How’s Main Street America Holding Up?
September 5, 2019
- Small business confidence remains high, despite some headlines saying otherwise
- The changing business landscape of Mount Clemens
- Consumer confidence drives the economic train
Six months ago, record high consumer confidence and optimistic business owners pretty much dominated the headlines. According to Todd McCracken, President and CEO of the National Small Business Association, “businesses are feeling pretty good, the economy is doing well, and confidence is still at high levels.”
So what about now, six months later when there seems to be a gajillion new articles a day about how the economy is getting ready to tank? Contrary to those negative headlines, business confidence and optimism are still high.
Small business confidence is holding up strong.
According to a recent CNBC survey, 58 percent of business owners still expect revenues to increase in the next 12 months. In July, NFIB President and CEO Juanita D. Duggan reiterated the economy’s strength, saying “while many are talking about a slowing economy and possible signs of a recession, the 3rd largest economy in the world continues to defy expectations, generating output, creating value, and expanding the economy.”
So what are business owners worried about?
While some business owners noted problems beyond their control, like the weather in the midwest, or the potential for tariffs to have an impact on their business, small business optimism is still defying expectations. And even if there is choppy water ahead, some owners are taking it as an opportunity to grow their business. Matt Laricy, an entrepreneur from Chicago, has been saving money on the side so that in case a downturn does it, he can afford to advertise more than other businesses. If necessary, he plans to “double down on advertising while everybody else is falling out” in order to get more business.
Mount Clemens sees a changing business landscape
It looks like most of the mom-and-pop stores you shop at when spending a day downtown have been doing pretty well, and still are. According to a July survey by the National Federation of Independent Business, “small business owners who believe the economy will be better in six months exceeded those who said it would be worse by 20 percentage points.”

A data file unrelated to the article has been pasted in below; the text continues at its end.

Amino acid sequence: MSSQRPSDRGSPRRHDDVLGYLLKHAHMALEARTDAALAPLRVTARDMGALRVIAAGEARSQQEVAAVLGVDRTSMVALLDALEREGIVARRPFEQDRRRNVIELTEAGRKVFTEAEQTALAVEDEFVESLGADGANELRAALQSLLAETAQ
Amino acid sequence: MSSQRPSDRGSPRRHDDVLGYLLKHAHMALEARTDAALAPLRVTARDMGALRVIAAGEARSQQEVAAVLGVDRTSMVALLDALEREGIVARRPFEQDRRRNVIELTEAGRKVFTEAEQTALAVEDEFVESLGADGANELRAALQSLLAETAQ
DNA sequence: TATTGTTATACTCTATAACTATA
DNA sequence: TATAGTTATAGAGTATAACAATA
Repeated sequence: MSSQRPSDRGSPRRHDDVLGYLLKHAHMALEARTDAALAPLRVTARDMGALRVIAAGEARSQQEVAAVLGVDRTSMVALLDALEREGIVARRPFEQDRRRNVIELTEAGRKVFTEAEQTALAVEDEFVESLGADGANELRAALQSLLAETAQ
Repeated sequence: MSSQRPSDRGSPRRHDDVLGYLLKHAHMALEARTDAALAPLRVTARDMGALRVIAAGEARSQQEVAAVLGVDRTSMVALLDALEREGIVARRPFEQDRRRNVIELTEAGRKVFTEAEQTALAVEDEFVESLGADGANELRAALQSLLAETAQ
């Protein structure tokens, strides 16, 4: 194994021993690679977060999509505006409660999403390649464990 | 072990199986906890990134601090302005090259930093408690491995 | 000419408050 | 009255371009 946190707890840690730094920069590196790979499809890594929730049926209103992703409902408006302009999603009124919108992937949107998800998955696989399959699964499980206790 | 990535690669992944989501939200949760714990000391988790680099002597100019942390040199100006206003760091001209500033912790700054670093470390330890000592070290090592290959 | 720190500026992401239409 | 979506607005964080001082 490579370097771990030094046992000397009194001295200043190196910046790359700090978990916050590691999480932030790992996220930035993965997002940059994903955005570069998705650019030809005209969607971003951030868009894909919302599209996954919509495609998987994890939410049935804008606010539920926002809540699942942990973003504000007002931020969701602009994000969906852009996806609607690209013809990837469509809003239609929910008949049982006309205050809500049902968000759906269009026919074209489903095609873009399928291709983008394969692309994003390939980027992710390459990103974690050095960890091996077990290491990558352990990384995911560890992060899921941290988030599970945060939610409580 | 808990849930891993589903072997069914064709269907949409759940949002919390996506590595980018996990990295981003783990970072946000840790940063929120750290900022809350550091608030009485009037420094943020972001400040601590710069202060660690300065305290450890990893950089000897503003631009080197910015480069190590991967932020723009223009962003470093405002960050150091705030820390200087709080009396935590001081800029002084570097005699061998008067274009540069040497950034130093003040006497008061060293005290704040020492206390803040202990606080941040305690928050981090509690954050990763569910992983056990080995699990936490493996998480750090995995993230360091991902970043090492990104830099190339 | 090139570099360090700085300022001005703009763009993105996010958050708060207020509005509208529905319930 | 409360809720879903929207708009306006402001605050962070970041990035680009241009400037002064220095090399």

In Mount Clemens, a few closures do not seem to be tempering enthusiasm. Earlier this year, “the Clem” has seen a few businesses move outside of their downtown–only, naturally, leaving space for new businesses to move in.
Michelle Weiss of the city’s Downtown Development Association said that while the city will miss those businesses that left, she’s confident in the interest she’s seen in these locations from new businesses…not to mention the results some have already seen. Like Pops’ Sweets An Treats and Thirty4: both relatively new family-run businesses that have been thriving in the area.
Consumer confidence hasn’t come down.
The biggest sign of any economic downturn is how consumers feel about spending money. As any economist will tell you, “the consumer drives the economic train”. When consumers fear a bad economy, they spend less, and confidence goes down. When consumers think the economy is just fine, they spend more, and confidence remains high.
So how do we know consumers are still feeling confident? Because they’re spending more. The number of people planning to take vacations is up two percent, four percent more people are flying (even with higher airfares), and major retailers like Walmart and Target are showing an increase in sales.
While there may be economic headwinds like bad weather for farmers, trade disputes for retailers and negative interest rates for homebuyers, the data from small business owners and consumers are showing that it’s probably not time to drink from the recession kool aid.